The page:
I can still hear the shuffle of the little wooden drawers on my mother’s vanity as she searched hastily for eye shadow and lipstick. She’d already arisen early to cook everyone pancakes and bacon, or biscuits and sausage gravy. Then she’d walked to the farrowing house to tend sows with newborn piglets. Back at home, she had time for a quick shower and an abbreviated beauty routine that included fluffing up her short, curly hair with a plastic, purple pick. She loved powders and creams with the sweet smells of roses and honeysuckle.
Upstairs in our white stucco farmhouse, I always took far too long primping for church. Mom would start the warning calls at something like an hour, then 20 minutes, then her voice echoed up the boxed stairwell that I had just a few minutes until we really needed to go. I don’t know where she found the patience, but she never left me behind, even on mornings when she was supposed to teach Sunday school. Finally, we’d be driving down the dirt road, my juvenile delays making us at least five or ten minutes late.
One of the few things I felt I could do for Mom after her death was to lock myself in her bathroom, away from the din of mourners, and locate her favorite makeup. I carefully opened every wooden drawer to determine which eye shadow she’d been using regularly, which foundation color, what she’d used to brighten her cheeks. I picked through the not-quite-right lipstick colors that hadn’t been touched to find the pink one with the soft curve that showed she’d been applying it day after day. I zipped the little cosmetics bag and readied it for a visit to the funeral home, ahead of the open casket service we’d be having. I was a young, married adult at the time and it would be years before my children were born.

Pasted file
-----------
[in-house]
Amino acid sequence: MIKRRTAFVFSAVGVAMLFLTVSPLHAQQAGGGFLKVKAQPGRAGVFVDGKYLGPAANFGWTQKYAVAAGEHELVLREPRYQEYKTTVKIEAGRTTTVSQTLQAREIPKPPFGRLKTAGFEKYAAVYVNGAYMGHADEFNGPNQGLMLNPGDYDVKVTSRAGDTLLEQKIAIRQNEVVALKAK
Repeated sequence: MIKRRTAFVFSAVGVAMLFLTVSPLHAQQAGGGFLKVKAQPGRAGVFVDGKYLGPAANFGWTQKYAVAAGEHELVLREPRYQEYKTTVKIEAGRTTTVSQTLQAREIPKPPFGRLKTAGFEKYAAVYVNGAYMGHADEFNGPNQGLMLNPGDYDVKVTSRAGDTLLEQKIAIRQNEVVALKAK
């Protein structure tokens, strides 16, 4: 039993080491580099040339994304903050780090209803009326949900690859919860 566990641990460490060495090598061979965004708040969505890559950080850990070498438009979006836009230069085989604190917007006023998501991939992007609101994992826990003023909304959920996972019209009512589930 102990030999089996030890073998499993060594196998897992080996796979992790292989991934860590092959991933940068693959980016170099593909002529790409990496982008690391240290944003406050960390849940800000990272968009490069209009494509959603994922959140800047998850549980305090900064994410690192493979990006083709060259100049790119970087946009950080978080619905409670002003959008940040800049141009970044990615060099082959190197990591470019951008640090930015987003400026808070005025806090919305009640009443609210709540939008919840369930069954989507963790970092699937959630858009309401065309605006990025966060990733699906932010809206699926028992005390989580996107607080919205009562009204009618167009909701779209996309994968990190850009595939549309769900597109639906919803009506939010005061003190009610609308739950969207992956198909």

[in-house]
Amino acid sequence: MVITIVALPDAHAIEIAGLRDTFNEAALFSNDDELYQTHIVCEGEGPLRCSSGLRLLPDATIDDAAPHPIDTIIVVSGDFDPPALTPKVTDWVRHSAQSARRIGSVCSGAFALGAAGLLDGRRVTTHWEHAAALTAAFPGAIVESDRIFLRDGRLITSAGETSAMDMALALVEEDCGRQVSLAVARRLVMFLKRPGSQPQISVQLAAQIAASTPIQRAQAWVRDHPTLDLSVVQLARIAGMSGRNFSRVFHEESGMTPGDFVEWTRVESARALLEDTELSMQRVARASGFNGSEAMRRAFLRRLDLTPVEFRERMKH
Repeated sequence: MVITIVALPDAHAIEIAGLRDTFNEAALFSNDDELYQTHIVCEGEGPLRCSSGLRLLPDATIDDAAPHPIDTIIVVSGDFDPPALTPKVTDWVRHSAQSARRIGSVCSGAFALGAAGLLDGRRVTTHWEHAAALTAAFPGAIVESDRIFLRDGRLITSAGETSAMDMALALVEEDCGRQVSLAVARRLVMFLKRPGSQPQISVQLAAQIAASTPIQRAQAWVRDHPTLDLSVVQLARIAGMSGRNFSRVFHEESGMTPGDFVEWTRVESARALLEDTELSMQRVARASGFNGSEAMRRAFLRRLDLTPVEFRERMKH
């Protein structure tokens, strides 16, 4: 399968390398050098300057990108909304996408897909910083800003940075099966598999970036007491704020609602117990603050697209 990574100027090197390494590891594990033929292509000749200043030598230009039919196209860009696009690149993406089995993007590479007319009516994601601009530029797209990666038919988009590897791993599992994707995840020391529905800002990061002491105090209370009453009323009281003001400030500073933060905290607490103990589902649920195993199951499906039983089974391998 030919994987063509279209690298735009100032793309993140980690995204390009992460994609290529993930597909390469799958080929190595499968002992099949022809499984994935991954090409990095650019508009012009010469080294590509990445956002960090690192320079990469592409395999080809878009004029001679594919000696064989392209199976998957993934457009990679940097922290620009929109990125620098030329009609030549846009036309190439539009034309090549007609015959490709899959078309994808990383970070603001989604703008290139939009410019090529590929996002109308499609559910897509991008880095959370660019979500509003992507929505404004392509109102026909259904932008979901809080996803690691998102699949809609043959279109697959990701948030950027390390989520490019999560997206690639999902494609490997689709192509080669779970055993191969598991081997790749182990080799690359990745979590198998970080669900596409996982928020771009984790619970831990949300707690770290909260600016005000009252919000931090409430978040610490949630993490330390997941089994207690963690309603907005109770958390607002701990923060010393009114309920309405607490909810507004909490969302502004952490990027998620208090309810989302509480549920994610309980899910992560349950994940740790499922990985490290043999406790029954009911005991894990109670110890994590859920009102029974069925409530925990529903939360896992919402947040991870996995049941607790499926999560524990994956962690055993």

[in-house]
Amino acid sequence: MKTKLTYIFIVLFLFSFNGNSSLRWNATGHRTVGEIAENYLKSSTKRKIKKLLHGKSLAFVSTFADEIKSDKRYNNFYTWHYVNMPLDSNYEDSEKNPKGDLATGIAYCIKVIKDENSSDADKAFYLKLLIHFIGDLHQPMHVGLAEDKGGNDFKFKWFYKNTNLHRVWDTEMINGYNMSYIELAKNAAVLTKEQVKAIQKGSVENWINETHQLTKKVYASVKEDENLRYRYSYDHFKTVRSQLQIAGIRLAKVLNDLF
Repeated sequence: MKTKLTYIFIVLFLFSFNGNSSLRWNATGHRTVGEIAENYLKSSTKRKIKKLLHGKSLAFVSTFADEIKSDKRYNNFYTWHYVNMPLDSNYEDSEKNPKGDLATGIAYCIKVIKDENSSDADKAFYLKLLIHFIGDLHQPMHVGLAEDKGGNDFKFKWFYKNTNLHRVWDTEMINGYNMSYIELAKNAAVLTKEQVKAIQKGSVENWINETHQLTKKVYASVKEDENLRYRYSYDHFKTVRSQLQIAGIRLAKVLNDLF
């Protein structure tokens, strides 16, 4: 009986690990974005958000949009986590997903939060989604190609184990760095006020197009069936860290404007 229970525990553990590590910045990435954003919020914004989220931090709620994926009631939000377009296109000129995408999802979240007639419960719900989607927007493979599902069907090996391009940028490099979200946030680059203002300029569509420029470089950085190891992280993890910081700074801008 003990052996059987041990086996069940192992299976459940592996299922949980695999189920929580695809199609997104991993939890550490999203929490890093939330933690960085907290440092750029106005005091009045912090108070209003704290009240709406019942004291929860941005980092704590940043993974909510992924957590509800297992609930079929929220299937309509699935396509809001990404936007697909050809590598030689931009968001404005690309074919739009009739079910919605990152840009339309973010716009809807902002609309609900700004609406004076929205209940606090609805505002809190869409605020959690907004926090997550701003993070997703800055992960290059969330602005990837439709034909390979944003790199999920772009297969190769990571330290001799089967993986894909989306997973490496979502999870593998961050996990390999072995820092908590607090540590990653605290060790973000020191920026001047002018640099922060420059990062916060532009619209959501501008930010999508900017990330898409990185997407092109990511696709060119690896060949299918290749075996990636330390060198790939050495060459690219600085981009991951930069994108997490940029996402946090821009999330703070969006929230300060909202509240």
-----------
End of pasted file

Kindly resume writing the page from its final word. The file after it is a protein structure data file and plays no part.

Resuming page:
More than a decade after her death to cancer, I’m still having new realizations about what Mom taught me. Of course, she loved me and all of her family with the fiercest, sweetest kind of unconditional love. Her relentlessness in getting me to the First Baptist Church on Sunday mornings must be why I still call myself Christian. Her work ethic on the family farm, her devotion to my father, and her commitment to community were all unquestionable.
Mom’s relationship to cancer was complicated, her exposures to possible carcinogens were many (no, she never smoked), and it will never be clear exactly what caused her death. The perspective of time has helped me see that Ruth Ann Brock’s death at 65, grievous as it was, is not the real tragedy here. She would say that she lived a blessed life. Her love for children, evident as she reared four of her own plus taught others in 4-H and church, would prompt her to say those youngest lives lost and those parents who died leaving young children behind — those are the tragedies. I would add that a half-million lives lost in our country every year to cancer is a number so large most of us can’t process it. We’re numb to the reality that we all know a relative, friend or colleague who’s had cancer.